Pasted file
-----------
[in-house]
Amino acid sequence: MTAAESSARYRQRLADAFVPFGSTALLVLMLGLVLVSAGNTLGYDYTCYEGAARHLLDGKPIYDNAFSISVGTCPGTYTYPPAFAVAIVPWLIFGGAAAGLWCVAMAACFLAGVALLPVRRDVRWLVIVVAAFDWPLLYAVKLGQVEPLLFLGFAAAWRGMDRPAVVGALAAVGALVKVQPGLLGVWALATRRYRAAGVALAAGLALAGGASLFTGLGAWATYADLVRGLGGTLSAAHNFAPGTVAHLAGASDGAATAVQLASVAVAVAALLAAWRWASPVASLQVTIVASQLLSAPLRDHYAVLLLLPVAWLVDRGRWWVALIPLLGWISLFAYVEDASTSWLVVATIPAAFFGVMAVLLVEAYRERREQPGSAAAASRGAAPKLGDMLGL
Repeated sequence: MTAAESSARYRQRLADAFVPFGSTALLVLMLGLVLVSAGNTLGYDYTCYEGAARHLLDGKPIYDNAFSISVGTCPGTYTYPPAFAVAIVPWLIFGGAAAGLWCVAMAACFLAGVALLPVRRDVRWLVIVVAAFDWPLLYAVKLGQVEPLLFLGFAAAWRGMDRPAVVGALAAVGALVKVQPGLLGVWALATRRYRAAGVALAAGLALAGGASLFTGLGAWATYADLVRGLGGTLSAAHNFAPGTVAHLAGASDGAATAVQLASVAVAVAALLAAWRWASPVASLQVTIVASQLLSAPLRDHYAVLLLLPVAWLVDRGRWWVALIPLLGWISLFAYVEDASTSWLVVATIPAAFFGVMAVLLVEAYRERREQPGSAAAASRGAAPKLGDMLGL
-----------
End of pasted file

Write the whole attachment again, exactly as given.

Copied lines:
[in-house]
Amino acid sequence: MTAAESSARYRQRLADAFVPFGSTALLVLMLGLVLVSAGNTLGYDYTCYEGAARHLLDGKPIYDNAFSISVGTCPGTYTYPPAFAVAIVPWLIFGGAAAGLWCVAMAACFLAGVALLPVRRDVRWLVIVVAAFDWPLLYAVKLGQVEPLLFLGFAAAWRGMDRPAVVGALAAVGALVKVQPGLLGVWALATRRYRAAGVALAAGLALAGGASLFTGLGAWATYADLVRGLGGTLSAAHNFAPGTVAHLAGASDGAATAVQLASVAVAVAALLAAWRWASPVASLQVTIVASQLLSAPLRDHYAVLLLLPVAWLVDRGRWWVALIPLLGWISLFAYVEDASTSWLVVATIPAAFFGVMAVLLVEAYRERREQPGSAAAASRGAAPKLGDMLGL
Repeated sequence: MTAAESSARYRQRLADAFVPFGSTALLVLMLGLVLVSAGNTLGYDYTCYEGAARHLLDGKPIYDNAFSISVGTCPGTYTYPPAFAVAIVPWLIFGGAAAGLWCVAMAACFLAGVALLPVRRDVRWLVIVVAAFDWPLLYAVKLGQVEPLLFLGFAAAWRGMDRPAVVGALAAVGALVKVQPGLLGVWALATRRYRAAGVALAAGLALAGGASLFTGLGAWATYADLVRGLGGTLSAAHNFAPGTVAHLAGASDGAATAVQLASVAVAVAALLAAWRWASPVASLQVTIVASQLLSAPLRDHYAVLLLLPVAWLVDRGRWWVALIPLLGWISLFAYVEDASTSWLVVATIPAAFFGVMAVLLVEAYRERREQPGSAAAASRGAAPKLGDMLGL